Computer-based patient education is an effective strategy for presenting information and improving knowledge outcomes. Clinical outcomes have improved significantly as a result of computer-based learning. Self-care behaviors and patient satisfaction are improved for persons with chronic disease. Social support can be provided effectively using online computer support groups. The digital divide continues to limit access. However, socioeconomic disparities have no reported impact on the abilities of patients to use computer-based technologies effectively. Findings have shown computer-based education to be effective for people across the age continuum. Computer-based learning can be tailored to the individual's specific literacy level. Although it is the responsibility of patient educators to develop computer-based education materials appropriate for the literacy levels of the readers, concerns exist regarding the quality and readability of Internet-based information.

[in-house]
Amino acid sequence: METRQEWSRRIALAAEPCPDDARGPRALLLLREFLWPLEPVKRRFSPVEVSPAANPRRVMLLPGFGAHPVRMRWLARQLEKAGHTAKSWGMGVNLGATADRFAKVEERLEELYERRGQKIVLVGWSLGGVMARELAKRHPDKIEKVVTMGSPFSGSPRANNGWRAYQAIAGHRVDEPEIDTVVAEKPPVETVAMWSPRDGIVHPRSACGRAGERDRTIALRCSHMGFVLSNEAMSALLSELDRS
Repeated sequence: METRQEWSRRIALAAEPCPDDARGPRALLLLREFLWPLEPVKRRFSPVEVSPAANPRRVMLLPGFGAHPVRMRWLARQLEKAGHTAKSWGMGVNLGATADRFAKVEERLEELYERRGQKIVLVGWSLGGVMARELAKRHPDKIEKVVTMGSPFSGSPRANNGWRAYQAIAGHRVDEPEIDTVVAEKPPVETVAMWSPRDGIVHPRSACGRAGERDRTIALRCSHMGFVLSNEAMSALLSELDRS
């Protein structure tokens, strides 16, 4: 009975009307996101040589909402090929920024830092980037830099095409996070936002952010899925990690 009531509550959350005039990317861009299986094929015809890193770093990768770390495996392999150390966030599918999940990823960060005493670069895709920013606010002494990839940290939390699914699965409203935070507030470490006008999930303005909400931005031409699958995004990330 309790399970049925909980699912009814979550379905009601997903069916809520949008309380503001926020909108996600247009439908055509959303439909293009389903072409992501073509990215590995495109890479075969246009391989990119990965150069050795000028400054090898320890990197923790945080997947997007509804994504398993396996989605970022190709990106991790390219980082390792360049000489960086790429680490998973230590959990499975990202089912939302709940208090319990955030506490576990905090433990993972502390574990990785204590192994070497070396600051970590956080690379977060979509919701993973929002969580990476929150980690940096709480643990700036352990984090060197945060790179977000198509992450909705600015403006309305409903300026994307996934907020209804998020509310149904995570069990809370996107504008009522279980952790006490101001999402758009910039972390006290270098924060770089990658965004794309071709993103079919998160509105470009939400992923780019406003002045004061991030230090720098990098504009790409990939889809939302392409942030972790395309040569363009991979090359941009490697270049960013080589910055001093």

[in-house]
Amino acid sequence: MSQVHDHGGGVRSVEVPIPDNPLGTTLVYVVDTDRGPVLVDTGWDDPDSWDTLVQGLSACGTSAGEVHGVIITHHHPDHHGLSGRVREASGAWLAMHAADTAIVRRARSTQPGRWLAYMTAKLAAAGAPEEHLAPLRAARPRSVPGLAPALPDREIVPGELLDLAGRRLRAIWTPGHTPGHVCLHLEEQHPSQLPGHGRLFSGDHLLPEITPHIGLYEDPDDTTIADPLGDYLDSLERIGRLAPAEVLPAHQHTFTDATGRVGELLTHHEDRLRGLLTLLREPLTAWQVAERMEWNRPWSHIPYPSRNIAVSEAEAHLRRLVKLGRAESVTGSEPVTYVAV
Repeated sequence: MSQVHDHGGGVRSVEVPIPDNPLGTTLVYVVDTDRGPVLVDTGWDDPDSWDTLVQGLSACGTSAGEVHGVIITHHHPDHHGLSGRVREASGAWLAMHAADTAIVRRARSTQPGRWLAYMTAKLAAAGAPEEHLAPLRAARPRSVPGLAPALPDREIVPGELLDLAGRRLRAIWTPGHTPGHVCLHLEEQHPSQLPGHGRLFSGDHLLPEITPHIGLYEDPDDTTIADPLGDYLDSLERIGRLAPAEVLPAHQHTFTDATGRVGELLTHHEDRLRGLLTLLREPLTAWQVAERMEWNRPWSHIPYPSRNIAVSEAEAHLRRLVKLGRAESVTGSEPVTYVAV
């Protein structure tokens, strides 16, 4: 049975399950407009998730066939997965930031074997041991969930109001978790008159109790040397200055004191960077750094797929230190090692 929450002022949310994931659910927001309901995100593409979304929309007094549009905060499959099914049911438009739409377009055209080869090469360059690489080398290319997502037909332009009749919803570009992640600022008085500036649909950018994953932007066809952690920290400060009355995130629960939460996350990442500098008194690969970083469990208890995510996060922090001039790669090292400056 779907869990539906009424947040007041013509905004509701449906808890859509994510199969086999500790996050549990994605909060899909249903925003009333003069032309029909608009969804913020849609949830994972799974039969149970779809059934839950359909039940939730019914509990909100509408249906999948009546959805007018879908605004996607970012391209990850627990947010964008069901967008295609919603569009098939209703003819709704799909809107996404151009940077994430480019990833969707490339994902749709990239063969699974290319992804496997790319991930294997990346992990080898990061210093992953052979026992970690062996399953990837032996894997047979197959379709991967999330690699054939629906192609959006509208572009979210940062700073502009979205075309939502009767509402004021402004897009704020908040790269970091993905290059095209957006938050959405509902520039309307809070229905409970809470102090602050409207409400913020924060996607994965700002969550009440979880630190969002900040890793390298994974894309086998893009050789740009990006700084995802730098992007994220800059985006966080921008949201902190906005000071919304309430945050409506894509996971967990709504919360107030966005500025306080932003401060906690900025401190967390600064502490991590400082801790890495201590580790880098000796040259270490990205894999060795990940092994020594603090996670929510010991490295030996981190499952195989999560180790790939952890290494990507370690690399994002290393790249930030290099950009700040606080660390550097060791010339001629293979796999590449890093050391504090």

Computer-based patient education is an effective way to deliver patient education. Few studies were identified that described how this approach to patient education influences the patient-provider role. In addition, limited research exists to document the cost-benefit or cost-effectiveness of computer-based patient education.
Corresponding author: Deborah Lewis, EdD, RN, MPH, University of Pittsburgh School of Nursing, 415 Victoria Building, 3500 Victoria Street, Pittsburgh, PA 15261 (e-mail : firstname.lastname@example.org).
Comput Inform Nurs. 2003;21(2) © 2003 Lippincott Williams & Wilkins
Cite this: Computers in Patient Education - Medscape - Mar 01, 2003.